Comelec ‘airtime rule’ should be enforced strictly, says Escudero
MANILA, Philippines – The controversial “airtime rule” of the Commission on Elections (Comelec) for the upcoming May 2013 midterm elections should be “enforced strictly, equally, and consistently,” Senator Francis Escudero said Monday
“While we fully support the Comelec in its ruling to shorten the airtime that a political candidate may buy for campaign ads, it must also make sure that this rule is enforced strictly and without favor,” Escudero said in a statement.
Under Comelec Resolution 9615, which details the rules and guidelines for the campaign period, candidates have a total of 120 minutes for television advertisement and 180 minutes for radio regardless of broadcast station.
GMA Network Inc and the Kapisanan ng mga Brodkaster sa Pilipinas (KBP) had earlier appealed to the poll body to revert to the old rule which allows 120 minutes per television station and 180 minutes per radio station.
During an en banc public hearing held by the Comelec to hear the arguments of GMA and KBP, Comelec Chairman Sixto Brillantes questioned why the media networks were against the new rule when candidates themselves were not complaining.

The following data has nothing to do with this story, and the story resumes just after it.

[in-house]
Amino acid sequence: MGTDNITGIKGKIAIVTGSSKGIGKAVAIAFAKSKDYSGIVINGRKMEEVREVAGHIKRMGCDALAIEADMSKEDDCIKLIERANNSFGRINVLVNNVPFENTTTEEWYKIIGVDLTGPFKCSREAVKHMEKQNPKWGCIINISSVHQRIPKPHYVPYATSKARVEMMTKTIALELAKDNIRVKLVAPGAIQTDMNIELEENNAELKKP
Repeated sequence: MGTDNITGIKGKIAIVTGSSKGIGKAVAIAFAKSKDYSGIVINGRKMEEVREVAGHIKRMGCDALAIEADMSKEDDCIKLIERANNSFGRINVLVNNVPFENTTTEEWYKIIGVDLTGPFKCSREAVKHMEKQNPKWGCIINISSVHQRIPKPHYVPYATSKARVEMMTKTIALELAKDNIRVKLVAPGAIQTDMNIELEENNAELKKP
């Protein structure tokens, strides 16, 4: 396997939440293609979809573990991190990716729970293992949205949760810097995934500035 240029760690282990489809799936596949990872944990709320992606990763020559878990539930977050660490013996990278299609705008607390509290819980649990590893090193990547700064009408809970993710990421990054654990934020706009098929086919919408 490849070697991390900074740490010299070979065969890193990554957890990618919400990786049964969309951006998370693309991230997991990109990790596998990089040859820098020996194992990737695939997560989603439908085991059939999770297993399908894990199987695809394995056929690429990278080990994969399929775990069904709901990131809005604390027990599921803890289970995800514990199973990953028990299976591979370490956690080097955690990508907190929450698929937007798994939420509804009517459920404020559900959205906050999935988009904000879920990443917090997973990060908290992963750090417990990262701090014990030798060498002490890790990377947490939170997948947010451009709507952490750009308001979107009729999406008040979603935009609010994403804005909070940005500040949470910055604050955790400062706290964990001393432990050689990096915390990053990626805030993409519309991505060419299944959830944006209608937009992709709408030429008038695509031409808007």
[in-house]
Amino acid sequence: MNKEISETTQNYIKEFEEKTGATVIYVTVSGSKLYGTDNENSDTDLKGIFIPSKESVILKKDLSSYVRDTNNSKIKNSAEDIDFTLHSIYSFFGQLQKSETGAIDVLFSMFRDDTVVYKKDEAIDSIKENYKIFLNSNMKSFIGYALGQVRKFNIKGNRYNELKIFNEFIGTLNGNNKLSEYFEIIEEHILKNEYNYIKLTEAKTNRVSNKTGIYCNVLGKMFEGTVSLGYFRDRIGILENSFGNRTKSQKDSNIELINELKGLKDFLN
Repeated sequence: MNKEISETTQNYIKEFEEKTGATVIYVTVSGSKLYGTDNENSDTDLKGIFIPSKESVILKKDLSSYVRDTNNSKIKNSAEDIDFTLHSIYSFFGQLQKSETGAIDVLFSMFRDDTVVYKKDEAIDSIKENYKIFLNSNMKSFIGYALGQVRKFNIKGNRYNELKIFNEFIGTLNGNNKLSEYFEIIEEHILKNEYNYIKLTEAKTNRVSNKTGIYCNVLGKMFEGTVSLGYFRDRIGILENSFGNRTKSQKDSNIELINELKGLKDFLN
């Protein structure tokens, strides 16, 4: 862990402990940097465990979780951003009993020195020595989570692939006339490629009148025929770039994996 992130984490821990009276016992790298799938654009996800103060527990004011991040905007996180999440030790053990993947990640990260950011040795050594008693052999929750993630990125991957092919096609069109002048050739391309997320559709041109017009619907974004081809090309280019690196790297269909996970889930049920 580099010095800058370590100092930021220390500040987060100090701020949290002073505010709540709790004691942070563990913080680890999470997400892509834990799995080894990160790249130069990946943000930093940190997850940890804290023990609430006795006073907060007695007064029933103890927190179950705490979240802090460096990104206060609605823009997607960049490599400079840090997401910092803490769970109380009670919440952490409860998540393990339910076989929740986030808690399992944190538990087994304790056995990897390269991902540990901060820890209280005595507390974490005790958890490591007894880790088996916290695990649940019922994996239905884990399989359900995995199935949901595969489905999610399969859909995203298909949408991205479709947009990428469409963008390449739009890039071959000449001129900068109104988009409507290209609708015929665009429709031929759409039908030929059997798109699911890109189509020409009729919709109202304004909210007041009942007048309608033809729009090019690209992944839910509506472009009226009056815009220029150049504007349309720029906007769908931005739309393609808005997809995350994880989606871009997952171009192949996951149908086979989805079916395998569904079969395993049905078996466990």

The media networks argued that the new rule will severely limit the exposure of the candidates to the public making it harder for them to allow explaining their platform to the public.
Brillantes argued that the new rule’s objective was to level the playing field because rich candidates were able to buy more airtime from the media networks.
Escudero, who is running for reelection in the Senate, agreed with the resolution and said “leveling the playing field means no one gets undue advantage over the others just because he or she has more money to spend for advertising.”
“But the rule will only work if the Comelec makes sure that it is enforced strictly, equally, and consistently,” Escudero said.
He also encouraged the Comelec to look at online ads which he said was a fast growing medium.
“We cannot ignore the size and reach of the cyber universe, and it continues to grow every day. With its reach, the Internet must be closely monitored as well,” Escudero said.
Brillantes had previously stated that it was the first time they imposed regulations for the internet and so this would likely need further tweaking if they see any abuses. – Matikas Santos, INQUIRER.net